A Penny Saved Is a Penny Earned

A Penny Saved Is a Penny Earned

By Monica Gruber

Complex Solutions to Simple Problems

You are finally settled in your new apartment when your stomach starts to grumble. The next question is where to go for food, which depends on what kind of food you’re looking for and how much you plan on spending. Just like popular clothing brands, grocery stores come in all shapes and sizes and depending on your wallet you’ll want to choose wisely. Your local supermarket will offer you the widest range of food products. It’s best to ask a fellow classmate or teacher where they shop to get an idea of what your city has to offer. Hypermarkets are the crossbreed between a supermarket and a department store. They are usually gigantic and can offer everything from clothes, electronics, groceries, to bicycles. A couple of examples of hypermarkets in the US are Wal-Mart and Target. Remember you get what you pay for, so a lower-end store like Wal-Mart may be cheaper but the quality may suffer. You may find groceries, especially produce, in the States to be much more expensive than in your home country. It’s important to understand that grocery stores usually carry a generic brand of most products that offers a more affordable option. For example you can buy Nabisco Oreo’s for $2.98 or buy Wal-Mart’s Great Value Chocolate Twist & Shout Sandwich Cookies for $1.98. That’s a $1 difference, which may seem small but it adds up fast! Plan your budget before you leave your house and make sure you don’t forget your pre-planned grocery list.

Many over-the-counter medicines can be found in grocery stores and discount stores. Over-the counter medicines are the common meds that do not require a doctor’s prescription. The most common are painkillers, anti-acids, cold and flu medicines, and other medicines for common ailments. These medicines can be found at different prices depending on where they are purchased. For example: buying cough medicine at the university bookstore or convenience store may be twice the price compared to buying it at your local pharmacy, Wal-Mart, or supermarket. In the States you pay for convenience. However, when you are feeling sick and you are desperate to feel better, paying a little more may be worth it. The best advice is to prepare by buying the basic over-the-counter meds ahead of time. Talk with the onsite pharmacist and ask them to show you the different options for the common cold and other illnesses. By doing this you can even take advantage of the coupons stores send to your mailbox or offer directly at the store.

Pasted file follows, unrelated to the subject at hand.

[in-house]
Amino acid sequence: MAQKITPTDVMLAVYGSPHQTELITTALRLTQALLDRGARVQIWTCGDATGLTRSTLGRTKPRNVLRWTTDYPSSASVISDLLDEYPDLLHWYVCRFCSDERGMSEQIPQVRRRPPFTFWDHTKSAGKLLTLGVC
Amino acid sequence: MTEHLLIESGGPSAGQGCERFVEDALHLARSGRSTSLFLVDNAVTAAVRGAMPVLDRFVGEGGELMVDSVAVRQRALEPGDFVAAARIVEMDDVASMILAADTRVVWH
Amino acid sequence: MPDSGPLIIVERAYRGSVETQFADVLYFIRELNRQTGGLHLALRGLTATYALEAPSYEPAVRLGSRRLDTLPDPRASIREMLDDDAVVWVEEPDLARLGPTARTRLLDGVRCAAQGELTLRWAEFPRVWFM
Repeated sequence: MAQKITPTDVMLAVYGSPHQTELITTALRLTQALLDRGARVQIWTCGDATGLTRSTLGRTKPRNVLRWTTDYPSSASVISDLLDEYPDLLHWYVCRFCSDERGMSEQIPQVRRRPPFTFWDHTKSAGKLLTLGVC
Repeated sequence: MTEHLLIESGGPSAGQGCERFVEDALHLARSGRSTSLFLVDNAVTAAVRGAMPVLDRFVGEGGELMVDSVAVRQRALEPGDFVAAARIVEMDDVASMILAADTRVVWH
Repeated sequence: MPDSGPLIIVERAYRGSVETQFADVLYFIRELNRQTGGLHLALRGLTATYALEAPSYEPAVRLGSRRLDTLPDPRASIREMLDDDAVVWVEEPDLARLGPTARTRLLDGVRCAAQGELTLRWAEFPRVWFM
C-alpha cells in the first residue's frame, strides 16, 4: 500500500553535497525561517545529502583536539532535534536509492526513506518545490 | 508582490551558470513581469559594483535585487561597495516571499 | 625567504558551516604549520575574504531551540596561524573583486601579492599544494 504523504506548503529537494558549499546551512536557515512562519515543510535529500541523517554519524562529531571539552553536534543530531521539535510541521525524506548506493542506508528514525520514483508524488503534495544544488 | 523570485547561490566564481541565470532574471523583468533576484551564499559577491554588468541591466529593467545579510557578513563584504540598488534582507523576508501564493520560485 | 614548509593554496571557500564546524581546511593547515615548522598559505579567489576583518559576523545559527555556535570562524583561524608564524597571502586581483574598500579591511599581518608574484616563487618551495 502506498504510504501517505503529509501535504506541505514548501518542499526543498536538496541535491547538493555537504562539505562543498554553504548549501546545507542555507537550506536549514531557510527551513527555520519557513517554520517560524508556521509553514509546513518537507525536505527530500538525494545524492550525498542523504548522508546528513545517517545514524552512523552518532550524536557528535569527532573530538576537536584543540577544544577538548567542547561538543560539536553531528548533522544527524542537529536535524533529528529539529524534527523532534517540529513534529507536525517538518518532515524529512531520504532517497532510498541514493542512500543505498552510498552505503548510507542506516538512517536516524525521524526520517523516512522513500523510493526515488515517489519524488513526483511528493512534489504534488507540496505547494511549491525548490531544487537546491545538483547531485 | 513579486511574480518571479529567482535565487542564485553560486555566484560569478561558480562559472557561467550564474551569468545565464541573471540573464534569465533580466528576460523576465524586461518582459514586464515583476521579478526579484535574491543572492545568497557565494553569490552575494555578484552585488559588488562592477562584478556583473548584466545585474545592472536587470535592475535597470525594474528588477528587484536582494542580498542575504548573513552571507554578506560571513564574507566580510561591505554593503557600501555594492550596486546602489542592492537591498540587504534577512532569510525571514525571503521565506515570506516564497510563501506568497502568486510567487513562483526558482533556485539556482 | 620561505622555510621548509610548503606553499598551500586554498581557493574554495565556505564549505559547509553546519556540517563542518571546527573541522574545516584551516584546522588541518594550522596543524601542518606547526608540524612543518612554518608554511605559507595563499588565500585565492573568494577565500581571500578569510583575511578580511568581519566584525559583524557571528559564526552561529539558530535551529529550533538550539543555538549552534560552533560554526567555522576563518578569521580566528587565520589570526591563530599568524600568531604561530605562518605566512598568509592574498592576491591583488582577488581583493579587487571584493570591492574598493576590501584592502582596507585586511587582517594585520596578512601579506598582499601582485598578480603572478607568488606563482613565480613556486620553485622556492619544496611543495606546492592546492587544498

Just like medicine, common toiletries also vary in price according to where they are sold. Toilet paper, tissue, toothpaste, shaving cream, shampoo, soap, laundry detergent, etc., can probably be purchased at the local university bookstore, but these items will be much more expensive there than at a discount store or local grocery store. For example, Tide, a popular laundry detergent, might cost $10.00 for 32 ounces at the university bookstore or convenience store, but at Wal-Mart, the same size container of Tide might only cost $6.00, a $4.00 savings. So, unless there is no choice, it’s best to shop for toiletries and other necessities at a discount store. Another way to save money is to clip coupons.

Coupons are sales the stores offer. Coupons can be found in newspapers, on the Internet, and sometimes a store will send coupons through the mail. It’s possible to find coupons for common medicines, toiletries, food, and even for restaurants. For example, if you need to buy toothpaste, you can probably find a coupon for Crest or Colgate brand toothpaste. The coupon may be for 50 cents off or more. Be careful though, it’s important to read the coupon very closely because the store will only accept a coupon for the exact item listed on the coupon. Also, coupons have expiration dates. Be sure the coupon you are using has not expired because the store will not accept it if it is too old. If you present the little piece of paper with the offer on it when checking out, the cashier will then reduce the amount of the item by the amount listed on the coupon. Coupons can save you a lot of money in the long run, but cutting them out and organizing them is a time-consuming process. It’s a great way to practice your reading and learn new vocabulary while saving yourself money!

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Monica Gruber found her love of ESL through Spain’s Ministry of Education grant teaching program after graduating from Marquette University. She taught elementary and high school ESL in Madrid for three years before she decided to pursue her TESL Master at St. Cloud State University. Since graduating she teaches English for Specific Purposes at the University of Malaga, Spain. She has always believed in the importance of learning the culture behind the language. This belief has led her to create Online English & Culture Skype classes for aspiring foreign students coming to the U.S. You can visit her page mgenglish.com.

Article originally published in Doing the Transcultural Thing: Explorations in Living in the United States, Edited by Michael Schwartz. Dubuque, Iowa: Kendall Hunt Publishing, 2015.

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